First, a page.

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17 years of Patriots: Analyzing interior OL under Bill Belichick

Guards and centers!

Buffalo Bills v New England Patriots Photo by Jim Rogash/Getty Images

This is the fifth part of this series. If you want to check out other parts, here are quarterbacks, running backs, wide receivers/tight ends, and offensive tackles.

The Patriots have had a nice pipeline of interior linemen over the past 16 years, with the likes of Logan Mankins, Dan Koppen, and Damien Woody serving as some of the best. New England has consistently been able to plug in new players to guard and center spots with limited performance changes. Similar to offensive tackles, the Patriots value guards with strong short shuttles and an ability to move in space. Let’s take a closer look at each role within the Patriots’ system.


2000 Adrian Klemm

2001 Mike Compton

2002 Mike Compton

2003 Damien Woody

2004 Joe Andruzzi

2005 Logan Mankins

2006 Logan Mankins

2007 Logan Mankins

2008 Logan Mankins

2009 Logan Mankins

2010 Logan Mankins

2011 Logan Mankins

2012 Logan Mankins

2013 Logan Mankins

2014 Dan Connolly

2015 Josh Kline

2016 Joe Thuney

SUMMARY: Mankins was a cornerstone for the entire time that he was in Foxboro, and is probably the second best offensive guard in Patriots history behind John Hannah. Mankins was a surprise first round pick in 2005, but in hindsight he met all of the requirements that New England looks for at this position. Ever since Mankins was shipped to Tampa, the Patriots have sought to fill that role with three mediocre players. At least with Joe Thuney, there’s some athletic ability that comes to bear. Thuney is a SPARQed up guard prospect who struggled toward the end of last year but still has plenty of potential. If Scarnecchia can help him improve with his angular power, he should be a long-term starter.


2000 Damien Woody

2001 Damien Woody

2002 Damien Woody

2003 Dan Koppen

2004 Dan Koppen

2005 Dan Koppen

2006 Dan Koppen

2007 Dan Koppen

2008 Dan Koppen

2009 Dan Koppen

2010 Dan Koppen

2011 Dan Connolly

2012 Ryan Wendell

2013 Ryan Wendell

2014 Bryan Stork

2015 David Andrews

2016 David Andrews

SUMMARY: The Patriots have had some great continuity at center over the years, although the short-lived Ryan Wendell era was pretty bad. Bryan Stork started for all of one season until concussions essentially ended his tenure. Since then, ex-UDFA David Andrews has provided stability at the position, serving as a solid run blocker and a savvy pas blocker. He should hold down this position for a long time to come.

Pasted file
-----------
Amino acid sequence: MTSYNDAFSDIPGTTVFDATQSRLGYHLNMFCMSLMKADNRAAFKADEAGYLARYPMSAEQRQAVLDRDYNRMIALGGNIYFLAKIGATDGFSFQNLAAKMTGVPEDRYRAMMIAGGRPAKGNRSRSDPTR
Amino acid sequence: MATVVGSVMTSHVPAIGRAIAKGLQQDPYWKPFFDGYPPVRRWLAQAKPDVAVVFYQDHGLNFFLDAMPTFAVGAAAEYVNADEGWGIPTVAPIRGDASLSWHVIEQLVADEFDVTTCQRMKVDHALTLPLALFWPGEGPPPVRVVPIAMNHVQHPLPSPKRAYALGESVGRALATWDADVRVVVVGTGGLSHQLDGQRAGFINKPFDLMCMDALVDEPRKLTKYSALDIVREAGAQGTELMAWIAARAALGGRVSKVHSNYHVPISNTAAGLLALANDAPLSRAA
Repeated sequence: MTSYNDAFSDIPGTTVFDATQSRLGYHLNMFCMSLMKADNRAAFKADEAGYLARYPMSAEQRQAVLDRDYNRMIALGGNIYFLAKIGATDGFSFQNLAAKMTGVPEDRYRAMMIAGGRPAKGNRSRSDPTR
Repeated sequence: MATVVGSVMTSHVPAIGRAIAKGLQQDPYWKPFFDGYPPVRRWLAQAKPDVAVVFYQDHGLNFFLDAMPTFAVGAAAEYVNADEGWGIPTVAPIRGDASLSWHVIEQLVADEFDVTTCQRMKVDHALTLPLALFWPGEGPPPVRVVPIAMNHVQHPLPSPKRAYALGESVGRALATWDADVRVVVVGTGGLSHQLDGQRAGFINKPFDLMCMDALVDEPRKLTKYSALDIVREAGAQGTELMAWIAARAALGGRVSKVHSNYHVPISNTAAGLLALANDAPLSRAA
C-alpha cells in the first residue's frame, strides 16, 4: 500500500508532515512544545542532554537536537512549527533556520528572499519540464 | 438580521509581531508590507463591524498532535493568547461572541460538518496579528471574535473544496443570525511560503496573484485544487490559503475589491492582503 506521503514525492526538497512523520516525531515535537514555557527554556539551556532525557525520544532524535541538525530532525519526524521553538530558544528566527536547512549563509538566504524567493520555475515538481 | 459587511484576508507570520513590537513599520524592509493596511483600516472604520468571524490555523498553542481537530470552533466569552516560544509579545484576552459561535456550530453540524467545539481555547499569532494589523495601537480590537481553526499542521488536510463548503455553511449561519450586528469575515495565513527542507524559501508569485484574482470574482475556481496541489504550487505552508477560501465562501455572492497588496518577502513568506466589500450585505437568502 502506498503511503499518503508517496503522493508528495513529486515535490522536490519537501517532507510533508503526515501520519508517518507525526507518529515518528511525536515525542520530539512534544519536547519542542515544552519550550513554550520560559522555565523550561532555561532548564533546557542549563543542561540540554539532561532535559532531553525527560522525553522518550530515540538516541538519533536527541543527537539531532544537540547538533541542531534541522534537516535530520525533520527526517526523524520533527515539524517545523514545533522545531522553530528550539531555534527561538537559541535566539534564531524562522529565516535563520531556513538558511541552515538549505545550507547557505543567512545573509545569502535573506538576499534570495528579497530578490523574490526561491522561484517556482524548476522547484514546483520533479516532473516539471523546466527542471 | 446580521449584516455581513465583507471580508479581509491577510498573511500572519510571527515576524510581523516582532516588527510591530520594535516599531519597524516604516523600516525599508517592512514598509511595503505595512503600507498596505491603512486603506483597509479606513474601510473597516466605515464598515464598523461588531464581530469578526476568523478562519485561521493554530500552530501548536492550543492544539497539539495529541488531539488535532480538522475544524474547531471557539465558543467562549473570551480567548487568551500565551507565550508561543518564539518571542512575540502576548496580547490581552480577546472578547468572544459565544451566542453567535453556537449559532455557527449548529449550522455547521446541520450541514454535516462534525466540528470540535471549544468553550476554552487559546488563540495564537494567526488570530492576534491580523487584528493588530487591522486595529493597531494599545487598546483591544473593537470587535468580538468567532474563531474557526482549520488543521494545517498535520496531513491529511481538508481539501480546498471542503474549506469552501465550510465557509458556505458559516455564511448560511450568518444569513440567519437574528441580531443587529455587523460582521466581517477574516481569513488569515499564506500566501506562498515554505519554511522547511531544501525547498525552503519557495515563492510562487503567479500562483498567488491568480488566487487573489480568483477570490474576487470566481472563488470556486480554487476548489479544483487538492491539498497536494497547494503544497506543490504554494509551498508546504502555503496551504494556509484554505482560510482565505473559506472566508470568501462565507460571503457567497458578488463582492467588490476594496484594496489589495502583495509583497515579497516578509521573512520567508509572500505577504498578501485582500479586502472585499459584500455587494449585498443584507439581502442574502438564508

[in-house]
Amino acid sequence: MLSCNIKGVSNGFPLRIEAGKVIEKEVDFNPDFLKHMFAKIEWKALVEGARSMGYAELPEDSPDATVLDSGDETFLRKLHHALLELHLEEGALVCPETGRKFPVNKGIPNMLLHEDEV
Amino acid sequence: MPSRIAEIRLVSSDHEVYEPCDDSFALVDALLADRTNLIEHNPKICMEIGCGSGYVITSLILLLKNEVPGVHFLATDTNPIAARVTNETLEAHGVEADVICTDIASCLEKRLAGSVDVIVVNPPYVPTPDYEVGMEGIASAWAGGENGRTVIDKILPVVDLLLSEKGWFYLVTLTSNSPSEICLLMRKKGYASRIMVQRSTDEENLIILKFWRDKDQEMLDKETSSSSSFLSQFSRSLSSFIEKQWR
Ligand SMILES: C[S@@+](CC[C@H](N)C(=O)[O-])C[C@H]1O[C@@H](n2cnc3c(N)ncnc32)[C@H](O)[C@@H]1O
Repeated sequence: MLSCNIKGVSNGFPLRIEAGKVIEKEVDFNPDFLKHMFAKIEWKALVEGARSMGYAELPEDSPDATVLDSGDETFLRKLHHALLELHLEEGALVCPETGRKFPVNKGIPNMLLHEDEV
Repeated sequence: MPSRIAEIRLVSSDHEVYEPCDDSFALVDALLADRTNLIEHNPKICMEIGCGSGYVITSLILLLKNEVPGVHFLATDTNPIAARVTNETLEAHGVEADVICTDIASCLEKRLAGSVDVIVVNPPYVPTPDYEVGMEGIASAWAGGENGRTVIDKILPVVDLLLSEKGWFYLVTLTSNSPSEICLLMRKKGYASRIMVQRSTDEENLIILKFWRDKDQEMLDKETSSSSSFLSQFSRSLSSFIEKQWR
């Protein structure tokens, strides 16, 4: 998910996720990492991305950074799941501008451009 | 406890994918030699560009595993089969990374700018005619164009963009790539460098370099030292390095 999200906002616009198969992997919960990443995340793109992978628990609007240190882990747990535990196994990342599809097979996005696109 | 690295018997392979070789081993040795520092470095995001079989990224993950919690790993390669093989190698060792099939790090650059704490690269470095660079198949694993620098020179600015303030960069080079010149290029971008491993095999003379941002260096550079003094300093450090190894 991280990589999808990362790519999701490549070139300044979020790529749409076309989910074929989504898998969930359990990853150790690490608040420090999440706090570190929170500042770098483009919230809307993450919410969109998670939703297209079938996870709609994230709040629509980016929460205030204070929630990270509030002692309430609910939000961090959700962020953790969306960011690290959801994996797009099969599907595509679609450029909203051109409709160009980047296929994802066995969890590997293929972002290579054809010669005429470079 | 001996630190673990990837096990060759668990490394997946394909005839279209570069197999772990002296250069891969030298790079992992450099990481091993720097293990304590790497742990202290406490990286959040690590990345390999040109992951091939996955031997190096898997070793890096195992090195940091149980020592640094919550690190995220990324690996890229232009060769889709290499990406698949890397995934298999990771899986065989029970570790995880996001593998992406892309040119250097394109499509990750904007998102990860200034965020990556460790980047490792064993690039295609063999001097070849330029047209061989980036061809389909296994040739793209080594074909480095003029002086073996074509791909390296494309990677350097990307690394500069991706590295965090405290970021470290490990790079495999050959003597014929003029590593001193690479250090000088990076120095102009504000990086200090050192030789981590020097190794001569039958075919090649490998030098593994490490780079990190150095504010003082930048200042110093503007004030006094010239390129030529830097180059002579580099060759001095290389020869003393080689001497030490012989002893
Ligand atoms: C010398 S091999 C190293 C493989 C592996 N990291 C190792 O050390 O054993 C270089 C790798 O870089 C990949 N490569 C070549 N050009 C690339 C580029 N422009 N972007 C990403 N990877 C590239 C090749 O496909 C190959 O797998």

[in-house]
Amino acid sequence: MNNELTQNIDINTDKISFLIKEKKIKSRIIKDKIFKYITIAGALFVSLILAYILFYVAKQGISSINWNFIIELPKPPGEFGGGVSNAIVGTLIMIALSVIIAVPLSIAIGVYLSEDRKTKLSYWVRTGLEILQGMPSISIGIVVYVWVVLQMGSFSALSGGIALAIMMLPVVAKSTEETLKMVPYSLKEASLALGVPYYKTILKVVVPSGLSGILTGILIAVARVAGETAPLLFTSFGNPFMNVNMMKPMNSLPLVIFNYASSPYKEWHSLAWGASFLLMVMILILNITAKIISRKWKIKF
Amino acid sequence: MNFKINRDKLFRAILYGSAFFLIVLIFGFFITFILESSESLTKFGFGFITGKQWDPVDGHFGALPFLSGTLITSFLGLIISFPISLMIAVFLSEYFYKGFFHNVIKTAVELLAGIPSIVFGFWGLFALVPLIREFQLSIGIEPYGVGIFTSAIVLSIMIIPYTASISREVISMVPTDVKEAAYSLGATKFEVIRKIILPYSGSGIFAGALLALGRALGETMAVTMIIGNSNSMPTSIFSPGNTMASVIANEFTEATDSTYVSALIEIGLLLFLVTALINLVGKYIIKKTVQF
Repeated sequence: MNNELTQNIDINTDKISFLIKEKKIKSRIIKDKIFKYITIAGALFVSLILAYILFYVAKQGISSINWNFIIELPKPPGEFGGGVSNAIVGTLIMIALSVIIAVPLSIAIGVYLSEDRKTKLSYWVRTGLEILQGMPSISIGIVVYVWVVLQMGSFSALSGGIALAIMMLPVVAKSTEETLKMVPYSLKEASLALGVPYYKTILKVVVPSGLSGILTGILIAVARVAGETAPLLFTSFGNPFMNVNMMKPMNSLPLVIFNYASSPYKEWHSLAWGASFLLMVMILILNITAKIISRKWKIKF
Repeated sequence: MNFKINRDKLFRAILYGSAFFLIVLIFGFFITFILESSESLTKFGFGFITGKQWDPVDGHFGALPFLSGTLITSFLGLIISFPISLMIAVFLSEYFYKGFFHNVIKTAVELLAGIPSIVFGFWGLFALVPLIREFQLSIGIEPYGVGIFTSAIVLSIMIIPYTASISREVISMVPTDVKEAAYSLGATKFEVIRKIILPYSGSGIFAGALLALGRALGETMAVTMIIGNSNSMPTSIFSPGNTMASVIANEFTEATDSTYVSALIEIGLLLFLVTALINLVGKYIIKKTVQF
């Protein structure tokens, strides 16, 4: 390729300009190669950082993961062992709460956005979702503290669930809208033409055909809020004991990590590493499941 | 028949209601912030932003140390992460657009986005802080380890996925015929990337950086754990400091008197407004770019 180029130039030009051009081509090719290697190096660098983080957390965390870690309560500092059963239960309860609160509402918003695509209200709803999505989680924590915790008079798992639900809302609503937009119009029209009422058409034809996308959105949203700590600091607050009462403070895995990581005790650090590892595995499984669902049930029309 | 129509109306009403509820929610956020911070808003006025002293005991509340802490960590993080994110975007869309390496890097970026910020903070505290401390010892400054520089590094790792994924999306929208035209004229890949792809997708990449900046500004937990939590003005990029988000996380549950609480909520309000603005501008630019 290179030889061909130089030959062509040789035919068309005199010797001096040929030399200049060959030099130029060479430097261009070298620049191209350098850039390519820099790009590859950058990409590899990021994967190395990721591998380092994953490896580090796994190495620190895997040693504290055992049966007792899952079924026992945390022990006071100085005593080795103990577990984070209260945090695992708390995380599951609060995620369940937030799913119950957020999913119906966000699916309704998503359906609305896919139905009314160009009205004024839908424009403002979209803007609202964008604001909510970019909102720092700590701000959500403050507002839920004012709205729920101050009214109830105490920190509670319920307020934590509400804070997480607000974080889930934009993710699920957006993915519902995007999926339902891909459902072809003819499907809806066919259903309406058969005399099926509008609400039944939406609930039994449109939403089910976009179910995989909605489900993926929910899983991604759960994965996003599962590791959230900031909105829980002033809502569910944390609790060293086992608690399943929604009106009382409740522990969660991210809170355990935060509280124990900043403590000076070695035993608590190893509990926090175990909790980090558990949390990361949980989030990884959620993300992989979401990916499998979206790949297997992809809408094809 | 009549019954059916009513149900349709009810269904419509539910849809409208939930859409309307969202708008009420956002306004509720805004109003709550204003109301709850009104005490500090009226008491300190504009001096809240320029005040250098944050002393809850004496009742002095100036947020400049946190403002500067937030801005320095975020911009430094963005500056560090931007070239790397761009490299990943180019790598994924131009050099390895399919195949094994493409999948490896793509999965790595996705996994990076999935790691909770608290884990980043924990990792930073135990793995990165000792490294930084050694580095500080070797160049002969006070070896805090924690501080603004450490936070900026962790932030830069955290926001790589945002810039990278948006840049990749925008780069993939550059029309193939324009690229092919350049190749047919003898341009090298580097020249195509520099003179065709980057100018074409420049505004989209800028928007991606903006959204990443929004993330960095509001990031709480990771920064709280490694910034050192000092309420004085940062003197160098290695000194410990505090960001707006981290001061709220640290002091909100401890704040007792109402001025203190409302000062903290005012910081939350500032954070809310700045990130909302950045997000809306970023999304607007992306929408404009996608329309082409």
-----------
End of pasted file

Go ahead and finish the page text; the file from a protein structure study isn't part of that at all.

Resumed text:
2000 Sale Isaia

2001 Joe Andruzzi

2002 Joe Andruzzi

2003 Joe Andruzzi

2004 Stephen Neal

2005 Stephen Neal

2006 Stephen Neal

2007 Stephen Neal

2008 Stephen Neal

2009 Stephen Neal

2010 Stephen Neal

2011 Brian Waters

2012 Dan Connolly

2013 Dan Connolly

2014 Ryan Wendell

2015 Tre Jackson/Shaq Mason

2016 Shaq Mason

SUMMARY: Since Stephen Neal left New England, the Patriots had been looking for a guard to take his place. Dan Connolly and Wendell both gave admirable attempts, but Shaq Mason has taken control of this role and his fantastic pulling ability has helped him become the best run blocker on the team. This role fundamentally changed in 2012 when the athletic Connolly became more of a pull blocker, and Mason has taken the torch with aplomb. He still needs work as a pass protector, but he should stick at this role for a while longer.


2000 Grey Ruegamer

2001 Grey Ruegamer

2002 Grey Ruegamer/Stephen Neal

2003 Stephen Neal/Russ Hochstein

2004 Russ Hochstein

2005 Russ Hochstein

2006 Russ Hochstein/Billy Yates

2007 Russ Hochstein

2008 Billy Yates

2009 Dan Connolly

2010 Dan Connolly

2011 Donald Thomas/Ryan Wendell

2012 Donald Thomas

2013 Josh Kline

2014 Josh Kline/Jordan Devey/Marcus Cannon

2015 Bryan Stork

2016 Ted Karras

SUMMARY: Ted Karras is another member of the “worked at guard and center” fraternity with the likes of Grey Ruegamer, Russ Hochstein, and Josh Kline among others. It would not be shocking if the Patriots roll with Karras again in 2017. He looked good in the preseason and another year of experience could help him solidify his role further.

PROSPECT FITS: If the Patriots pick an interior lineman he’ll be someone versatile and athletic who can play both guard and center. One name to keep an eye on is Tyler Orlosky from West Virginia, who is mobile, smart, and savvy with his hand placement on a consistent basis.